Other workers in the film industry showed their support for women coming forward by publicly condemning both the behavior and those accused. In an industry where influence is power, public condemnation of the perpetrators might be almost as impactful as pressing legal charges against them.

Weinstein was charged with first- and third-degree rape and sentenced to 23 years in prison in 2020. He was also expelled from the Academy of Motion Picture Arts and Sciences and his own production company, The Weinstein Company.

Perhaps we can also credit the #metoo movement for uncovering the sexual abuse perpetrated by one of Hollywood’s elite—Bill Cosby. Cosby, whose branded persona was that of a family man and generally nice, funny guy, was accused by more than 60 women of drugging and raping or sexually assaulting them from the 1970s onward.

The length of time between these incidents and when victims came forward to accuse Cosby may indicate just how fiercely intimidated many people working in the competitive film and modeling industries were. 

Cosby faced criminal charges and was convicted at trial, serving prison time, although his conviction was later overturned because of a legal technicality.

The heightened public awareness of sexual assault and harassment in Hollywood led to women from all industries disclosing their stories about workplace harassment and assault. Ultimately, a greater focus has been placed on helping victims seek justice and find healing.

The Importance of the Jeffrey Epstein Case

Perhaps no sexual abuse case has garnered more national attention than that involving international financier Jeffrey Epstein. Epstein was charged with sexual abuse of minors and with facilitating sexual abuse and human trafficking of both minors and adults. 

Epstein’s connections to powerful people across the globe—including European royalty, political leaders, billionaires and prominent Hollywood players—made the case even more intriguing.

Epstein was convicted on several counts of abuse, trafficking and molestation, but he was found dead in a prison cell before many of his affiliates could be named.

The Effects of Sexual Abuse in the Workplace

One of the biggest challenges for people who have been victims of sexual abuse and harassment in the workplace is simply not being believed. 

Like many cases of sexual assault, sexual abuse by someone with power or influence often comes down to the victim’s word against the accuser’s. Many victims are manipulated into thinking that no one will believe them if they disclose the abuse.

Part of the power imbalance between a victim of sexual abuse and the abuser is the abuser’s position of authority over the victim. 

This power in the workplace can affect a person’s current job and career prospects. Abusers may imply or outright state that the victim may lose their job if they don’t comply or may promise a promotion or raise if they go along with the abuser’s requests.

Women are the majority of workplace sexual harassment and abuse victims, with one 2011 study finding that 38 percent of working women experienced sexual harassment. Abuse victims experience higher rates of workplace absenteeism, dropped productivity and negative relationships with co-workers.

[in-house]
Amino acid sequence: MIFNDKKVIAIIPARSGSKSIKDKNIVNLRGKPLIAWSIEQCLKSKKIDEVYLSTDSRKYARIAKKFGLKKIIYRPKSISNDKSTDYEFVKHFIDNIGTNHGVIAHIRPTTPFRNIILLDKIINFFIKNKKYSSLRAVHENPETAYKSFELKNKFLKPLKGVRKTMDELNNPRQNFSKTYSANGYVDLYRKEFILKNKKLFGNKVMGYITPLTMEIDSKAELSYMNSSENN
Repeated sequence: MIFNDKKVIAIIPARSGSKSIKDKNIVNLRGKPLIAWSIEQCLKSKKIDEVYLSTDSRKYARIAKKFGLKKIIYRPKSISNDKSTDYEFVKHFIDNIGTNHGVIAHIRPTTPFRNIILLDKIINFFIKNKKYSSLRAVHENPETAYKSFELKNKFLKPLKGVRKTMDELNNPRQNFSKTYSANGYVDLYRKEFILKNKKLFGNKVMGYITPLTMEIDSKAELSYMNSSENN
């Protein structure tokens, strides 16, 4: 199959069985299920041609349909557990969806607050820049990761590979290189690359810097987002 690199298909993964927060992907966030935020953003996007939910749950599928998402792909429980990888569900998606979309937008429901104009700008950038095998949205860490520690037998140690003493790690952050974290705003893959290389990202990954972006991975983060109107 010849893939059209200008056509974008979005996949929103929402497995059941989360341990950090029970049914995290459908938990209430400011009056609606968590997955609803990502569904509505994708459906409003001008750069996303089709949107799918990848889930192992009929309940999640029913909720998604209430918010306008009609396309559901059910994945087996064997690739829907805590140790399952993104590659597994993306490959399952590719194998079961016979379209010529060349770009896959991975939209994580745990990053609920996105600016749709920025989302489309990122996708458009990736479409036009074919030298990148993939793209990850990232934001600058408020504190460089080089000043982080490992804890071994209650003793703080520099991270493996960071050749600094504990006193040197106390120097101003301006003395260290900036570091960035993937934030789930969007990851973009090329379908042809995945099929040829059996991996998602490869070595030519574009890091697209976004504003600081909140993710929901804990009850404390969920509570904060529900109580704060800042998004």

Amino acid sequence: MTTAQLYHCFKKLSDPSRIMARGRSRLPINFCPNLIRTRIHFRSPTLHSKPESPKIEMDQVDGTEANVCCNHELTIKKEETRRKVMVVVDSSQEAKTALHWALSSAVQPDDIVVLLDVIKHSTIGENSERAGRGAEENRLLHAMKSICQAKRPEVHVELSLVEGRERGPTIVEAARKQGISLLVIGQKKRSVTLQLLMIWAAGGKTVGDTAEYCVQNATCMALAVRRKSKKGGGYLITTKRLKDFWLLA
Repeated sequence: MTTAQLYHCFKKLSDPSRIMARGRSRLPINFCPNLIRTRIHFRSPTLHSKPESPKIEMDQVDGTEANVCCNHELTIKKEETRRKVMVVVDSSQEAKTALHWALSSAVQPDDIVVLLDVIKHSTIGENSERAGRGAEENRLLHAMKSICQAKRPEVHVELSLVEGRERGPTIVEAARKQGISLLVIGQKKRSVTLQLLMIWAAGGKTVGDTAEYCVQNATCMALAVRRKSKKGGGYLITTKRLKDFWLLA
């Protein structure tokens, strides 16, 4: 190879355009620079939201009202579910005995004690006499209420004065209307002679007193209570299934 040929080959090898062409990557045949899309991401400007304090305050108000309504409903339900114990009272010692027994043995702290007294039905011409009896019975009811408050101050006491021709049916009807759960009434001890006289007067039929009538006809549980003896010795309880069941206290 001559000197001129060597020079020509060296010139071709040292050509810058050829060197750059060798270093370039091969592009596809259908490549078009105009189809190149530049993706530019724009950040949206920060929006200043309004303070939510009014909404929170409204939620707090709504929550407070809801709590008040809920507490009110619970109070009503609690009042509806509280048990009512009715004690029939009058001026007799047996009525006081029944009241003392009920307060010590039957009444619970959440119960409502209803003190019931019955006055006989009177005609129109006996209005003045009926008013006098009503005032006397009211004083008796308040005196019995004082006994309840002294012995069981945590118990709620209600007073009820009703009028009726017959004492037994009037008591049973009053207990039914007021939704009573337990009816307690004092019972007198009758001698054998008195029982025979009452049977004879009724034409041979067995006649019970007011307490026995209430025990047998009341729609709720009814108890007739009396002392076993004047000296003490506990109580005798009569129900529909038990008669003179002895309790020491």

Many victims of sexual abuse may suffer from Post-Traumatic Stress Disorder (PTSD) and can feel shame, anxiety and depression. It’s not uncommon for abuse victims to quit their jobs soon after the abuse starts or to have difficulty finding employment afterward. 

Many people in smaller or niche industries may fear the influence that the abuser has in their industry, such as in hiring decisions at other companies, aka “blackballing.” This fear for one’s career isn’t limited to Hollywood actresses but can affect both women and men in any type of employment.

What to Do If You’ve Been Sexually Assaulted at Work

1

Ensure your own safety. Leave the area if possible

2

If you’ve sustained injuries or were raped, seek medical attention

3

You should also file a police report

If you’ve been assaulted at work, you have the right to protect yourself. First and foremost, ensure your own safety. Leave the area if possible, and find someone to help you until you feel comfortable taking further steps.

If you’ve sustained injuries or were raped, seek medical attention. If you go to the hospital because you were sexually assaulted, the medical professionals will need to collect physical evidence. 

Even if you don’t have physical injuries, the hospital can still collect evidence of an assault, so try to avoid going to the bathroom or washing your clothes, face and body until you’ve sought medical help. Registered nurses are trained to treat your injuries and to provide compassionate support.

You should also file a police report, which you can do while in the hospital. Filing a report doesn’t mean you have to press charges against the person who assaulted you, but the police report is an integral part of your case if you decide to take legal action.

Once you’ve secured evidence of your assault, it’s essential to seek help and support. The hospital may be able to recommend a support group or provide a referral to a therapist or counselor. 

Sexual assault victims can suffer many kinds of emotional trauma and mental distress, and the sooner you’re able to begin therapy, the greater your chances will be for healing.

Have you been a victim of workplace harassment?

Workplace harassment and sexual assault aren’t limited to Hollywood. Sexual abusers can come from all walks of life. It’s important to note that victims can be men, too. Oftentimes, men may feel even more reluctant to disclose sexual abuse or harassment, although the effects of sexual abuse for male victims are just as damaging as for female victims.

Many victims may be confused about whether they consented to sexual contact or interactions, but a victim cannot truly consent if there are threats or coercion. 

You aren’t alone, and you may have legal options to bring your abuser to justice.  

Professional counseling and therapy from someone trained to help survivors of sexual abuse can help you heal. And a personal injury lawyer who specializes in sexual abuse cases can help you fight for your rights against your abuser.